Secular Coalition for America’s Edwina Rogers Featured in The Washingtonian

The September, 2013 issue of Washingtonian has a long feature on Edwina Rogers, Executive Director of the Secular Coalition for America:

Reporter Libby Copeland writes:

During one of several interviews for the job, the room was packed with staff and advisers who were, in the words of coalition bigwig Woody Kaplan, “flabbergasted” and “incredulous” at Rogers’s presence.

“My purpose was not to interview Edwina to see if she was right for the job,” recalls Kaplan, an adviser to the coalition, “but to destroy her.”

Yet Rogers “turned the entire room around,” Kaplan says. He’s been a civil-liberties lobbyist and donor for decades, school in the art of political sausage-making — but he’s still slightly awed by Rogers’s powers of persuasion: “She walked out and we voted 100 percent for her.”

Most of the information wasn’t new or revealing to me, though, until I came across this passage:

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FFRF Responds After Getting Blamed for Mingus Park Cross Explosion

Late last week, there was a small explosion near the Mingus Park Vietnam War Memorial cross in Coos Bay, Oregon. Thankfully, no one was hurt, but the cross was slightly damaged.

As I wrote over the weekend, atheists were getting blamed for the crime. Specifically, a Christian leader was blaming the Freedom From Religion Foundation for “fomenting hatred” because they had challenged the constitutionality of the cross on public property.

Today, FFRF released this statement about the cross explosion:

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Is Atheism a Religion? That Question’s at the Heart of a Lawsuit Over Housing Credits for ‘Ministers of the Gospel’

For a couple of years now, the Freedom From Religion Foundation has been in a legal battle to end the “parish exemption” that allows ministers to deduct the cost of their mortgage/utilities/parking/furnishings from their taxable income. FFRF argues that this shows preferential treatment for religious leaders.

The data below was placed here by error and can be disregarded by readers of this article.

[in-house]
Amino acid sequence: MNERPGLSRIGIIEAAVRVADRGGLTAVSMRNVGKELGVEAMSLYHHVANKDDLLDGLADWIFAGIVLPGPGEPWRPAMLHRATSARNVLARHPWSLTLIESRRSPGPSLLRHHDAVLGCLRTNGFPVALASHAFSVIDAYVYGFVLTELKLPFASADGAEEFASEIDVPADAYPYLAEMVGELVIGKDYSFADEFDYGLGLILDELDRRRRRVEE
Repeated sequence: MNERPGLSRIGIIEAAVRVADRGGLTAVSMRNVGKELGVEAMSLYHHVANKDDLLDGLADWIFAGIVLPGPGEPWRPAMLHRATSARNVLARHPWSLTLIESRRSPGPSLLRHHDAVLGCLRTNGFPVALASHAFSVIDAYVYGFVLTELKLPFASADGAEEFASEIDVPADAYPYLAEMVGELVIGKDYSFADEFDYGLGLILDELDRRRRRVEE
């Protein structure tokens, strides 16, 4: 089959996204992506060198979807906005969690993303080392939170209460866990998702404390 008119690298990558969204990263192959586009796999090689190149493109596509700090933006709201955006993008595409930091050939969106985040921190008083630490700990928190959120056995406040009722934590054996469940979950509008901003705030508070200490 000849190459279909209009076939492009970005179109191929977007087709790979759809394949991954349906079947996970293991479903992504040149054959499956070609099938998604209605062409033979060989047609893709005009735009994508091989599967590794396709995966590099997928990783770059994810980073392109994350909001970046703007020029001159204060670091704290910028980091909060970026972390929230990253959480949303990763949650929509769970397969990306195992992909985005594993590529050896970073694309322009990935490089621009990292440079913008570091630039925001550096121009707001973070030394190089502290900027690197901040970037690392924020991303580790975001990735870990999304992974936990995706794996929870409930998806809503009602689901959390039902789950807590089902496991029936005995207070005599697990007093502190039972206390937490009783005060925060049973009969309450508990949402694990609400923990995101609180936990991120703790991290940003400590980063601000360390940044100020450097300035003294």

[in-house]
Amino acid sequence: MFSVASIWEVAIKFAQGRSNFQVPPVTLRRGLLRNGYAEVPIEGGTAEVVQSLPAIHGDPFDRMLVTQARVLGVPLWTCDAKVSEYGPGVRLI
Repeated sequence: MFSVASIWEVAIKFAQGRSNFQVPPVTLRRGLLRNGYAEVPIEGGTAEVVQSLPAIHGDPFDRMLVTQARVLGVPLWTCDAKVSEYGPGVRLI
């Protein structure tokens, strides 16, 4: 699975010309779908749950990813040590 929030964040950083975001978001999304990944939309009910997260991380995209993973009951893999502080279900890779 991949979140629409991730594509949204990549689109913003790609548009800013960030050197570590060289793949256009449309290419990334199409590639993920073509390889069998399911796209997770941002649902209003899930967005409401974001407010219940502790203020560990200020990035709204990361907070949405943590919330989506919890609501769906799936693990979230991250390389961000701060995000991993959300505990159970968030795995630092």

In fact, FFRF’s own board has paid its co-presidents Dan Barker and Annie Laurie Gaylor $15,000 each as part of their housing allowance, but because they don’t qualify as “ministers of the gospel,” they’re arguing that the law doesn’t apply to them and, therefore, it’s illegal. (For what it’s worth, they didn’t try to obtain the exemption and get rejected; they’re simply speaking on principle.)

In a recent twist to the case, the U.S. Department of Justice is arguing that atheism is a religion, so Barker and Gaylor should be able to qualify for the exemption:

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In the Wake of a Skeptic’s Death, Indian State Takes Small Steps Toward Rationality

Today’s New York Times features an article on Dr. Narendra Dabholkar, the skeptic who was assassinated earlier this week, presumably because his debunking of supernatural claims angered a few too many people…

The article is a glowing tribute to what he accomplished in his life and how far India still has to go:

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Pastafarians Detained in Russia After Complaints from Orthodox Church Group

Russia’s government is technically a federal, semi-presidential republic, much like the United States.. It has a history of being very secular, explicitly atheist while under Soviet rule. However, in recent years, the church has become a powerful institution, quite the change for a once-Communist country.

Earlier this year, Russia passed an (unopposed!) anti-LGBT law. Russia also has very strong anti-blasphemy laws (as demonstrated in their arrest of punk rock band Pussy Riot) and a new law to essentially protect the feelings of religious believers.

Despite the growing number of visible “Pastafarians” over the last few years, Russia’s Orthodox Church does not find the satire funny at all — nope, not one bit. While Russians are not necessarily known for their sense of humor, this response goes overboard.

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